• Hold the GPU: Despite the sizable lift in downloading and extracting features from satellite and weather data, the models themselves were relatively lightweight. Winner approaches included regression models, tree-based models, and simple multi layer perceptrons, many of which performed inference quickly and without the need of a GPU. Speedy inference bodes well for operationalizing models and predicting over larger geographical areas.

  • Static sources provide value: Even in a real-time prediction competition, some winning solutions utilized static data sources that were requested by users during the development phase. This included the Digital Elevation Model (DEM), the FAO-UNESCO Global Soil Regions Map, and the CRDP Water Bodies Map. Still, the real-time satellite (MODIS) and weather (HRRR) data were the most commonly used data sources.

To learn more about each of the peak approaches, read on! The code for each winning submission along with the winning modeling reports are available in our open-source competition winners repository.

Meet the winners

Place Real-Time Prediction Modeling Report Sierras Regional Prize Central Rockies Regional Prize
1st Place FBykov oshbocker leigh.plt UltimateHydrology
2nd Place UltimateHydrology UltimateHydrology FBykov oshbocker
3rd Place TeamUArizona TeamUArizona UltimateHydrology leigh.plt
4th Place leigh.plt
5th Place oshbocker

Filipp B. and Polina V.

Place: 1st

Prize: $170,000

  • 1st place for real-time prediction
  • 2nd place for Sierras regional prize

Hometown: Moscow, Russia and Kenilworth, UK

Username: FBykov


Filipp: I am a mathematician and data scientist. I have recently defended my PhD, a study of the structure of errors in numerical model forecasting. Currently I work in a private company as a data scientist in the broad area of environmental sciences, mainly with the Earth system data. The questions which attract me most are those where machine learning can be used to understand physical processes.

Polina: I am a mathematician and a researcher, working in a broad area of dynamical systems. This is a branch of mathematics which aims to predict the future of physical systems using simplified, sometimes idealistic models. I particularly enjoy interdisciplinary problems where the methods and ideas from one field can be applied in another, seemingly unrelated at first sight.

What motivated you to compete in this challenge?

This challenge is related to the thoughtful consumption of renewable resources. I strongly believe that my solution will be useful for improving the water resource management. The given problem is very close to my scientific interests. I have a good theoretical background and practical skills in mathematics, statistics and data science.

Summary of approach

The problem is equivalent to the question of interpolation of the snow water equivalent (SWE) measurements in CDEC and SNOTEL stations to produce the SWE in grid cells. Kriging (also known as Gaussian process regression) considers this as a regression problem with respect to nearest known SWE values and uses the estimates of the mean, the spread, and the structural function. It follows from the reproducing kernel Hilbert space theory that any inhomogeneous structural function is equivalent to a homogeneous kernel in the latent space.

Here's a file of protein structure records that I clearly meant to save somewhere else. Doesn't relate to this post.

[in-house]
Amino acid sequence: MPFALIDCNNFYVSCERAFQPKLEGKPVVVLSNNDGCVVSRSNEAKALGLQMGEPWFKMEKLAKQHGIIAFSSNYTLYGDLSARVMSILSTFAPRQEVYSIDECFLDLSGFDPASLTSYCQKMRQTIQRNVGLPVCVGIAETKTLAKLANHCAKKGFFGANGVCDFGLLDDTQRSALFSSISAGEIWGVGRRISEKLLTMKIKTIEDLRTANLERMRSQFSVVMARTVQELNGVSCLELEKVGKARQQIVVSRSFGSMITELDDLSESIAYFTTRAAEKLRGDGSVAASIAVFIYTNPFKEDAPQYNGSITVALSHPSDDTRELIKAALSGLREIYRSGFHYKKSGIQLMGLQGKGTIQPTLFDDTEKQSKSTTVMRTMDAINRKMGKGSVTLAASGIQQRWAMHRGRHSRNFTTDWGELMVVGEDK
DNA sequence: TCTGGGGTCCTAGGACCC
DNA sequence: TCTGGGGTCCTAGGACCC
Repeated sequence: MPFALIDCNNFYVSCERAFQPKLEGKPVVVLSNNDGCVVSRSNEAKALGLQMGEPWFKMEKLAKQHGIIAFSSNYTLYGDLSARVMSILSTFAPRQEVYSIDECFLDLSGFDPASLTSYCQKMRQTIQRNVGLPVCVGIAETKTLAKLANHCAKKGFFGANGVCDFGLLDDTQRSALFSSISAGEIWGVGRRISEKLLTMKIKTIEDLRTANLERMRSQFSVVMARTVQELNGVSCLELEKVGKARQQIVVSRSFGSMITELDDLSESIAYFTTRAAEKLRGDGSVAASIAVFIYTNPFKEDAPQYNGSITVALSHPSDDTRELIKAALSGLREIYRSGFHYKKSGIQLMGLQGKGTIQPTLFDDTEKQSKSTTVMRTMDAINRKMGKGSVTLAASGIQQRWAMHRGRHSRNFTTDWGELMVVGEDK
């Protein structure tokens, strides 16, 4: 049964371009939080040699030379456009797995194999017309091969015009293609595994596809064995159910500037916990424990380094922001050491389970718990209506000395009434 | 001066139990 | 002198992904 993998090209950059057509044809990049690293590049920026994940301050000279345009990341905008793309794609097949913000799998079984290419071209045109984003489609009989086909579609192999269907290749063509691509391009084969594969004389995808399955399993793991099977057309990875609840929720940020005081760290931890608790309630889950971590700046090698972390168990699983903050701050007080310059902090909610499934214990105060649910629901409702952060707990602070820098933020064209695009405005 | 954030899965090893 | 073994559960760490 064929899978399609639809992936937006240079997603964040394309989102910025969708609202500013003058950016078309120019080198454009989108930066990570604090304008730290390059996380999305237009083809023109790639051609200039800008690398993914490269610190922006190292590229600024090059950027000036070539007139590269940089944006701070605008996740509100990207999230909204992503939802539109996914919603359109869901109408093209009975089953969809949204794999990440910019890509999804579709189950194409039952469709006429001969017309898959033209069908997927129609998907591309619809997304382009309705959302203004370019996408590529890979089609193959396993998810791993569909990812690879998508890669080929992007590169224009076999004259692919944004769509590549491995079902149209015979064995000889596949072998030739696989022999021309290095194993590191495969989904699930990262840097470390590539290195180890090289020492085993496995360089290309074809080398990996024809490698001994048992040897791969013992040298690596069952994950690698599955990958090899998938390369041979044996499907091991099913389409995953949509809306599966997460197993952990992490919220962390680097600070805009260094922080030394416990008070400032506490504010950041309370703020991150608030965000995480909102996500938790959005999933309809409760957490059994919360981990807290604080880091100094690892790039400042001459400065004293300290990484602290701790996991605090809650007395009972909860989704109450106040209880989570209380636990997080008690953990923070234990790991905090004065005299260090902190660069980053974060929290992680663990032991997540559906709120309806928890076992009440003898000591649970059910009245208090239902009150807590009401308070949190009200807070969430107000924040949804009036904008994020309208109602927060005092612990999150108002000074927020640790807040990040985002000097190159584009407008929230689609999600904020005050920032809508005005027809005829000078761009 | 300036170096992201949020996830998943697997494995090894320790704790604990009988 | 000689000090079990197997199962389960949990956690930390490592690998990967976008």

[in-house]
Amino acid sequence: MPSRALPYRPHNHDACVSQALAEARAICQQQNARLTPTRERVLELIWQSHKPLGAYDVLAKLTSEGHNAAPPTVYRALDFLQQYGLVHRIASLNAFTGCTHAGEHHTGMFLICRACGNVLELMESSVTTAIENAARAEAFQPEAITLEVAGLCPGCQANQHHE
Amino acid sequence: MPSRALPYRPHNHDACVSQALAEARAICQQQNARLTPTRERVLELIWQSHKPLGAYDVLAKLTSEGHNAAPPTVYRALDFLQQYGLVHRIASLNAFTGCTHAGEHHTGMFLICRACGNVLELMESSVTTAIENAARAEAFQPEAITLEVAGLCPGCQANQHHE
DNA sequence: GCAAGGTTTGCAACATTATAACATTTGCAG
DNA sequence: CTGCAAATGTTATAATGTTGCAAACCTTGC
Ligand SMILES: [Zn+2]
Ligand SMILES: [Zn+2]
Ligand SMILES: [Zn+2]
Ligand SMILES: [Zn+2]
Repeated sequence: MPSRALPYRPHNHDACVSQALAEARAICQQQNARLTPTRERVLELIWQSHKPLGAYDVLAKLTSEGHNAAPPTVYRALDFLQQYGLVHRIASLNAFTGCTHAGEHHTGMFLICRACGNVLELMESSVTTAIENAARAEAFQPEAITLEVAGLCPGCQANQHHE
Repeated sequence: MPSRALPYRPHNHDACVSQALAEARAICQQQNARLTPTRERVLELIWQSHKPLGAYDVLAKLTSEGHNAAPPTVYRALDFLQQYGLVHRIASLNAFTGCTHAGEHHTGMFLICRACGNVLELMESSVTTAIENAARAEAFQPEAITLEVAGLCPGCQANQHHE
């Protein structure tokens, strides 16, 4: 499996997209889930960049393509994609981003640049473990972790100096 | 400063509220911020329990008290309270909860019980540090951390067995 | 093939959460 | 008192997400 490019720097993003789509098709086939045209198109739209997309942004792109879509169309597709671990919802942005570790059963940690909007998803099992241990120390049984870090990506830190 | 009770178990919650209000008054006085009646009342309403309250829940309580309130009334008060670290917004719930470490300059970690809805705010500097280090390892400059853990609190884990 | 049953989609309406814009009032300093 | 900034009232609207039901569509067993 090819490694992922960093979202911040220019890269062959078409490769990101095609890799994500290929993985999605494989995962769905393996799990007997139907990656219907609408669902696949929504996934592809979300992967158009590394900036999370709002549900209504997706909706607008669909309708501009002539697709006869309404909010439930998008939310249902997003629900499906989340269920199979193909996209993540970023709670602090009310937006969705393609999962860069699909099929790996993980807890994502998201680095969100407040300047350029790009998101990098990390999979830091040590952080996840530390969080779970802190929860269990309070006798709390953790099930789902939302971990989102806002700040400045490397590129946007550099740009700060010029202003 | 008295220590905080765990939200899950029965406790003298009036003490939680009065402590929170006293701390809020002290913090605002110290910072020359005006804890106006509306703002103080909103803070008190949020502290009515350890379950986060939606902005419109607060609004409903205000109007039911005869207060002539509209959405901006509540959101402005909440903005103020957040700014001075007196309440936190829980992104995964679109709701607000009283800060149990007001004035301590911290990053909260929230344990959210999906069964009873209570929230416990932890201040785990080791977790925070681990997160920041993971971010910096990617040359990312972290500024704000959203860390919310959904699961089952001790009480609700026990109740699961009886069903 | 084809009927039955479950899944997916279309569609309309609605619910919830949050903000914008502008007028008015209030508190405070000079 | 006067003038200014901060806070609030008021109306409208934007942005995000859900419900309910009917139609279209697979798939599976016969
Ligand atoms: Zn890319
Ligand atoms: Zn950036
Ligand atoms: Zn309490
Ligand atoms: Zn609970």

In my approach, the neural networks (two layers perceptrons) are used to estimate the mean, the spread, and the mapping in latent space. This perceptrons take into account all features. The final result is a mix of 63 inhomogeneous kriging models. The models have 8 different configurations and use different train-validation splitting.

Check out FBykov's full write-up and solution in the competition repo.

Evgenii Malygin, Maksim Kharlamov, Ivan Malygin, Maria Sakirkina, and Ekaterina Rets

Place: 2nd

Prize: $135,000

  • 1st place for Central Rockies regional prize
  • 2nd place for real-time prediction
  • 2nd place for modeling report
  • 3rd place for Sierras regional prize

Hometown: Moscow, Russia and Warsaw, Poland

Usernames: Vervan, IvanMalygin, kharlamov, Ekaterina.Rets, masakirkina


Evgenii Malygin: I graduated from the Department of Hydrology at Lomonosov Moscow State University in 2015. Then in 2018 I graduated from Lomonosov MSU Postgraduate School of Geosciences. For the last two years, I have been working as a data scientist at MegaFon (top cellular operator in Russia) at the department of Big Data Analytics and Machine Learning.

Maksim Kharlamov: I am a hydrologist and junior researcher in Lomonosov Moscow State University. At work, I am developing ML forecasts for extreme hydrological events: floods, droughts, ice jams, etc. My best friends are meteorological and satellite data. In love with CatBoost.

Ivan Malygin: I've graduated from Mathematics faculty of Lomonosov Moscow State University, the Chair of intellectual systems. I work professionally in data analysis and modeling in various fields, such as economics and geosciences.

Maria Sakirkina: Professional cartographer (Lomonosov Moscow State University, Russia), I work mainly with geographic information systems. I have been processing remote sensing data for forests, agriculture, and other natural resources for 10 years.